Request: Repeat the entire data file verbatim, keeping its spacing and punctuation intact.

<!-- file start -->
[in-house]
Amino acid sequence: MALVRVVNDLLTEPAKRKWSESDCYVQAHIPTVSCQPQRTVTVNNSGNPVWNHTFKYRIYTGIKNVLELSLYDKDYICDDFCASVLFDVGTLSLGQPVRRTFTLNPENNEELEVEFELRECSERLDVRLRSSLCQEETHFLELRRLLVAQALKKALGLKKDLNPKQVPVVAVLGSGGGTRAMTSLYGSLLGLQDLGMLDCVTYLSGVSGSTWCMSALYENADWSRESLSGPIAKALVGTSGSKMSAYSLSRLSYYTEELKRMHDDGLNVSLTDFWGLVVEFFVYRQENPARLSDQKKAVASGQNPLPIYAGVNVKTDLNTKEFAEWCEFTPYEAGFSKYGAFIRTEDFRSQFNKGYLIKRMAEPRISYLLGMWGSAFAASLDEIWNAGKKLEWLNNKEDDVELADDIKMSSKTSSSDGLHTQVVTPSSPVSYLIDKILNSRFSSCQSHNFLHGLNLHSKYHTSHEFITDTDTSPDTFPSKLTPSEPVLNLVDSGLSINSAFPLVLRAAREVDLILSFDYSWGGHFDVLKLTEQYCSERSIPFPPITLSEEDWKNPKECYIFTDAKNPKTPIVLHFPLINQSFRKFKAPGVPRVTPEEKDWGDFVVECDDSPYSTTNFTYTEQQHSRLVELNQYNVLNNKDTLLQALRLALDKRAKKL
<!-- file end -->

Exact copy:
[in-house]
Amino acid sequence: MALVRVVNDLLTEPAKRKWSESDCYVQAHIPTVSCQPQRTVTVNNSGNPVWNHTFKYRIYTGIKNVLELSLYDKDYICDDFCASVLFDVGTLSLGQPVRRTFTLNPENNEELEVEFELRECSERLDVRLRSSLCQEETHFLELRRLLVAQALKKALGLKKDLNPKQVPVVAVLGSGGGTRAMTSLYGSLLGLQDLGMLDCVTYLSGVSGSTWCMSALYENADWSRESLSGPIAKALVGTSGSKMSAYSLSRLSYYTEELKRMHDDGLNVSLTDFWGLVVEFFVYRQENPARLSDQKKAVASGQNPLPIYAGVNVKTDLNTKEFAEWCEFTPYEAGFSKYGAFIRTEDFRSQFNKGYLIKRMAEPRISYLLGMWGSAFAASLDEIWNAGKKLEWLNNKEDDVELADDIKMSSKTSSSDGLHTQVVTPSSPVSYLIDKILNSRFSSCQSHNFLHGLNLHSKYHTSHEFITDTDTSPDTFPSKLTPSEPVLNLVDSGLSINSAFPLVLRAAREVDLILSFDYSWGGHFDVLKLTEQYCSERSIPFPPITLSEEDWKNPKECYIFTDAKNPKTPIVLHFPLINQSFRKFKAPGVPRVTPEEKDWGDFVVECDDSPYSTTNFTYTEQQHSRLVELNQYNVLNNKDTLLQALRLALDKRAKKL